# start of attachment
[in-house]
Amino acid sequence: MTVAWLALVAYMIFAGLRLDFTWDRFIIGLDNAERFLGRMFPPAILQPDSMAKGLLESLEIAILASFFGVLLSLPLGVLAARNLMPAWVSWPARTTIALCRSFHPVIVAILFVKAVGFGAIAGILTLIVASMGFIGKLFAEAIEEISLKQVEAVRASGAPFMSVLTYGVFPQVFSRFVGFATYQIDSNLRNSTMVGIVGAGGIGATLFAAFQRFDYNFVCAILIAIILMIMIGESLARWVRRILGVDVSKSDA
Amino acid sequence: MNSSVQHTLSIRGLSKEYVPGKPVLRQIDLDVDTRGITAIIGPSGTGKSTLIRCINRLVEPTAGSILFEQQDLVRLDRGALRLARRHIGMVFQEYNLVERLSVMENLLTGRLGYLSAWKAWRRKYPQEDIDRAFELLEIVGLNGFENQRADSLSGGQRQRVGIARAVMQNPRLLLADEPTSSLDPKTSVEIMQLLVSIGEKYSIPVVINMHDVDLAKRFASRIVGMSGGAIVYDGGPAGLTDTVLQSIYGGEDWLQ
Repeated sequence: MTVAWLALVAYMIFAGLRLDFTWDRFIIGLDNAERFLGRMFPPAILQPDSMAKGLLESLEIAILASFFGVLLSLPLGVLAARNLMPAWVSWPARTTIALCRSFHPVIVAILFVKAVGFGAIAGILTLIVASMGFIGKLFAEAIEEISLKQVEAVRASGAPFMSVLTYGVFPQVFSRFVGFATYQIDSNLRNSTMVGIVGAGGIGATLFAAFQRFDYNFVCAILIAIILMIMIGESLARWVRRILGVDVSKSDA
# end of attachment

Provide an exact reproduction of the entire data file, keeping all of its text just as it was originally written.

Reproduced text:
[in-house]
Amino acid sequence: MTVAWLALVAYMIFAGLRLDFTWDRFIIGLDNAERFLGRMFPPAILQPDSMAKGLLESLEIAILASFFGVLLSLPLGVLAARNLMPAWVSWPARTTIALCRSFHPVIVAILFVKAVGFGAIAGILTLIVASMGFIGKLFAEAIEEISLKQVEAVRASGAPFMSVLTYGVFPQVFSRFVGFATYQIDSNLRNSTMVGIVGAGGIGATLFAAFQRFDYNFVCAILIAIILMIMIGESLARWVRRILGVDVSKSDA
Amino acid sequence: MNSSVQHTLSIRGLSKEYVPGKPVLRQIDLDVDTRGITAIIGPSGTGKSTLIRCINRLVEPTAGSILFEQQDLVRLDRGALRLARRHIGMVFQEYNLVERLSVMENLLTGRLGYLSAWKAWRRKYPQEDIDRAFELLEIVGLNGFENQRADSLSGGQRQRVGIARAVMQNPRLLLADEPTSSLDPKTSVEIMQLLVSIGEKYSIPVVINMHDVDLAKRFASRIVGMSGGAIVYDGGPAGLTDTVLQSIYGGEDWLQ
Repeated sequence: MTVAWLALVAYMIFAGLRLDFTWDRFIIGLDNAERFLGRMFPPAILQPDSMAKGLLESLEIAILASFFGVLLSLPLGVLAARNLMPAWVSWPARTTIALCRSFHPVIVAILFVKAVGFGAIAGILTLIVASMGFIGKLFAEAIEEISLKQVEAVRASGAPFMSVLTYGVFPQVFSRFVGFATYQIDSNLRNSTMVGIVGAGGIGATLFAAFQRFDYNFVCAILIAIILMIMIGESLARWVRRILGVDVSKSDA